10.16.2017

What do dogs dream of? How much sleep do we need? Find out in our October 9-15 2017 #sciseekpicks #scicomm

Each week, the ScienceSeeker editors pick their favourite posts within their respective areas of interest and expertise. Here is a round-up of the Science Seeker Editors’ Selections for the past week:
Check back next week for more great picks!

10.09.2017

What has inter-species sex done to us? How will Earth end? Find out in our October 2-8 2017 #sciseekpicks #scicomm

Each week, the ScienceSeeker editors pick their favourite posts within their respective areas of interest and expertise. Here is a round-up of the Science Seeker Editors’ Selections for the past week:

Check back next week for more great picks!

10.02.2017

What's behind Alzheimer's? What controls appetite? Find out in our September 25-October 1 2017 #sciseekpicks #scicomm

Each week, the ScienceSeeker editors pick their favourite posts within their respective areas of interest and expertise. Here is a round-up of the Science Seeker Editors’ Selections for the past week:
By Compound Interest, used under Creative Commons licence.
Check back next week for more great picks!

9.29.2017

Five tips on using science to live a better, healthier life

Image credit Thomas_H_photo, used via Flickr CC BY-ND 2.0 licence
You have just woken up. You check your phone and have a look at the news. What do you see? Most days, a key headline will have something to do with science – and with good reason. We live in what many consider a golden age of discovery. Science is making advances we never thought possible and is helping us work out problems we never thought could be solved. We can look for water in outer space, use light-activated nanoparticles to kill antibiotic-resistant bacteria and use drugs to correct errors in our DNA to fend off deadly genetic diseases.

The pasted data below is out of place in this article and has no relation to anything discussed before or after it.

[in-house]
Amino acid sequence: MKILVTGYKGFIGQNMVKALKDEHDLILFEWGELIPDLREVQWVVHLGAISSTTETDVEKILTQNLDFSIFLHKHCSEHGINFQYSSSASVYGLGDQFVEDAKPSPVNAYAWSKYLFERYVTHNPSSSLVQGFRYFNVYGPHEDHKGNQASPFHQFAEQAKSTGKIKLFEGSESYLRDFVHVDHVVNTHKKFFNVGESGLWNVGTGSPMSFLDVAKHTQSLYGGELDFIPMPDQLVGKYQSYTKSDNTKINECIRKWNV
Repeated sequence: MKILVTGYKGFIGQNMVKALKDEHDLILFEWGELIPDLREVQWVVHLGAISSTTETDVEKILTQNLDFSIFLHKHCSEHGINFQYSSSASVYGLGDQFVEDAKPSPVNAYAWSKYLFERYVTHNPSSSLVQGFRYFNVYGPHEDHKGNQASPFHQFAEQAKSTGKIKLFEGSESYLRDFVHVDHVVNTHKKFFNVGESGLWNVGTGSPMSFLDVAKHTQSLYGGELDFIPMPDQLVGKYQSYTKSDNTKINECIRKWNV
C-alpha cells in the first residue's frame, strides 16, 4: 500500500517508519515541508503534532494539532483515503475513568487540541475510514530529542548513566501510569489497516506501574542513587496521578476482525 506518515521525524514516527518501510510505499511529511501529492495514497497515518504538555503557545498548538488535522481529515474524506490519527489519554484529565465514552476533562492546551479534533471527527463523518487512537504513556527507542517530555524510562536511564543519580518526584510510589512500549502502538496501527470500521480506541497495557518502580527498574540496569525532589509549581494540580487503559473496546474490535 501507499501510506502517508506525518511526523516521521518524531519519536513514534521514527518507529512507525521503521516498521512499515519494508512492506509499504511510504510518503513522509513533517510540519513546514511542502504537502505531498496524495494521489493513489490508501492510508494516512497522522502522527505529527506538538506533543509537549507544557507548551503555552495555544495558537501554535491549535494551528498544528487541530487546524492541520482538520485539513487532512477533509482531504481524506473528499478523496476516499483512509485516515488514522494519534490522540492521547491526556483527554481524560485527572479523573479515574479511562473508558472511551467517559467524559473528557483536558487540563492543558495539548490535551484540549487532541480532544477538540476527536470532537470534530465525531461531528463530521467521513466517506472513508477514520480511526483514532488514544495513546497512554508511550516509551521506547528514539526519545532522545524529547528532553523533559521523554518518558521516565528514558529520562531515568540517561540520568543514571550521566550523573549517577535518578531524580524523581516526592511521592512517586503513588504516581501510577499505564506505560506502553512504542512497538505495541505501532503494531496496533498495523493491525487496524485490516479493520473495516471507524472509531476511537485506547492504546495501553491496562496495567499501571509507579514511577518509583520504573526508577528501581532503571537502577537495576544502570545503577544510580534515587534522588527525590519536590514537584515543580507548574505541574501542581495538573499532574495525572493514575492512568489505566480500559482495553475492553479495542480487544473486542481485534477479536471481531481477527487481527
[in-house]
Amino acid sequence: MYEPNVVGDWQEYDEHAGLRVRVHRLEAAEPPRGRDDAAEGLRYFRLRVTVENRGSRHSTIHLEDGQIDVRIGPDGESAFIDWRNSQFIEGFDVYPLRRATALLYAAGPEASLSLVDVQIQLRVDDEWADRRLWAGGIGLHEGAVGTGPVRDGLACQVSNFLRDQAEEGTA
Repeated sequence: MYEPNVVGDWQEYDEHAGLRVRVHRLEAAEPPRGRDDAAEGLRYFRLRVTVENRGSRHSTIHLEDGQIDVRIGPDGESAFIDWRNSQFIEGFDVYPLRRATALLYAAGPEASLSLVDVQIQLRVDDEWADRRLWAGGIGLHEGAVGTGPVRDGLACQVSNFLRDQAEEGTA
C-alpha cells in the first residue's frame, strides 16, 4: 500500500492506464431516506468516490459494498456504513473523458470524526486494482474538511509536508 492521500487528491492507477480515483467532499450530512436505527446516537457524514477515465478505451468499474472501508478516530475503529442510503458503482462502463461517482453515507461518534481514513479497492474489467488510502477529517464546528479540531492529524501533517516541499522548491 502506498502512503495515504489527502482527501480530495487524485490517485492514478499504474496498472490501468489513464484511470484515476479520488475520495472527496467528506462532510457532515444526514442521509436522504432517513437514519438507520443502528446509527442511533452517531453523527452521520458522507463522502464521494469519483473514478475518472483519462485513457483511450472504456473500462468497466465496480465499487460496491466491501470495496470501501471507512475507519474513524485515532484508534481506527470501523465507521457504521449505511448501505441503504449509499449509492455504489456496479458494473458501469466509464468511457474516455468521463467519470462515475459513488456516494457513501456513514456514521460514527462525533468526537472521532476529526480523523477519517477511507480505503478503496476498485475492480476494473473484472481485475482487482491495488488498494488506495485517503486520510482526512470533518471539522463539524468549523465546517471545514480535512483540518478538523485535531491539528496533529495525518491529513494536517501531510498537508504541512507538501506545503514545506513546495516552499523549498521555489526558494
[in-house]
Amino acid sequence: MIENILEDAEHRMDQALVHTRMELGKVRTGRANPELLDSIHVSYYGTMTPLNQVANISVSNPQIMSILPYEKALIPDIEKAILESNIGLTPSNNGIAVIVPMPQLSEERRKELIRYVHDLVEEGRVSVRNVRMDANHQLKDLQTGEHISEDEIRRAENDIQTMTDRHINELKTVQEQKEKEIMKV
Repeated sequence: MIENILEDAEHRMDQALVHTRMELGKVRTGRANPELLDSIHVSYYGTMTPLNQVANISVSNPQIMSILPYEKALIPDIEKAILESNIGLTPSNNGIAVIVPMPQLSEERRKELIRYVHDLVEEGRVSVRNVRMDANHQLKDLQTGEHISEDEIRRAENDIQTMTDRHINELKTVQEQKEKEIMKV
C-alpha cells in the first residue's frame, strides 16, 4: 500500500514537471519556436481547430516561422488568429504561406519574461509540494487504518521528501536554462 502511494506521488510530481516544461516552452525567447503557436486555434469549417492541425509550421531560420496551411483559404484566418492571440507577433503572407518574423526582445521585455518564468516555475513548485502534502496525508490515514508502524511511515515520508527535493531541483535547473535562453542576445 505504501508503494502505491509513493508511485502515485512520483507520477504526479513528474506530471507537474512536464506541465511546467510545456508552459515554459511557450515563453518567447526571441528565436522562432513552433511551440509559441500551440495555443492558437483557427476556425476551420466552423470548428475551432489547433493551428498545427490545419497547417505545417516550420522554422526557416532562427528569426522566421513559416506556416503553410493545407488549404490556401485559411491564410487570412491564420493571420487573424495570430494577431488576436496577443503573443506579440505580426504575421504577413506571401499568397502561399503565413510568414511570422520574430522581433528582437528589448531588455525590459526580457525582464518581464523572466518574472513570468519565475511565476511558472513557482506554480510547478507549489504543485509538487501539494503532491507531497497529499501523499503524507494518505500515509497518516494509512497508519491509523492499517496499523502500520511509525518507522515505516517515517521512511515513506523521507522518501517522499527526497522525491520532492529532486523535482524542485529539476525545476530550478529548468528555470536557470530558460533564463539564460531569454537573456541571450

However, that’s only one side of the coin. At least half of the science news seems to be urgently pointing at a new problem. Just over the past few weeks, even the most casual news-readers could have found themselves worrying about involuntarily increasing their risk of getting breast or lung cancer by doing apparently healthy things like going outside and taking vitamins. You may have been stressing about compromising your heart’s health by sitting too much or being too tall. And that’s before you’ve even gotten out of bed!

So how can you use science to make more informed decisions? Here are a few pointers to empower you to make a change.

9.25.2017

Why Mexico had quakes, diet & inflammation, & virus-laden semen, in our September 18-24 2017 #sciseekpicks #scicomm

Each week, the ScienceSeeker editors pick their favourite posts within their respective areas of interest and expertise. Here is a round-up of the Science Seeker Editors’ Selections for the past week:
Check back next week for more great picks!

9.18.2017

What's in our tap water and babies' teething tablets? Find out in our September 11-17 2017 #sciseekpicks #scicomm

Each week, the ScienceSeeker editors pick their favourite posts within their respective areas of interest and expertise. Here is a round-up of the Science Seeker Editors’ Selections for the past week:
Great photography via Natural History Museum
Check back next week for more great picks!

9.15.2017

Do your research! Six ways to find science you can trust online

by Gaia Cantelli, PhD

Credit: Tim Abbott, used via CC BY-NC-ND 2.0 License
If you wanted to know more about a medical condition would you take a trip to the library and pore over medical textbooks? Of course not, you’d look it up on your phone while you’re still in your doctor’s waiting room.

Looking up things online is essentially second nature for most of us – but do you ever worry if you can trust what you find? Most of us get all our information from the Internet – and science and medicine have been made far more accessible by the Internet and mobile phones. It’s incredibly convenient, but it is also a minefield of potential misinformation, misunderstanding and, even worse, fraud. How can we know if we can trust what we see online? Here are some of my best pointers to use this amazing resource to obtain reliable and relevant information – especially when it comes to science and medicine.